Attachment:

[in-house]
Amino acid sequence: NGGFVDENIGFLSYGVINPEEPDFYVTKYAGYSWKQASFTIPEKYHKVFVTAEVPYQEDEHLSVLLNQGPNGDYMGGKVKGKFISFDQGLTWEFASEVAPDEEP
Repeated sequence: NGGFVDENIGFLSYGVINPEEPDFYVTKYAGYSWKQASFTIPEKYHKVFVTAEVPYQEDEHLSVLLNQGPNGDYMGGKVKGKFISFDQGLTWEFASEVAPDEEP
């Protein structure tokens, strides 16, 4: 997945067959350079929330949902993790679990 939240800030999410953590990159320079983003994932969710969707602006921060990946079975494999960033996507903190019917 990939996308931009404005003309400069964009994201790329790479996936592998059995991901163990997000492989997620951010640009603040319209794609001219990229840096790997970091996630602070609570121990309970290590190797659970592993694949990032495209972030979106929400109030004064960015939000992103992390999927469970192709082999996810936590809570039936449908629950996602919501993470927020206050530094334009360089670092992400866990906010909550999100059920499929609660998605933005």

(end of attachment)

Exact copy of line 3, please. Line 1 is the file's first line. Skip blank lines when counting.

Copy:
Repeated sequence: NGGFVDENIGFLSYGVINPEEPDFYVTKYAGYSWKQASFTIPEKYHKVFVTAEVPYQEDEHLSVLLNQGPNGDYMGGKVKGKFISFDQGLTWEFASEVAPDEEP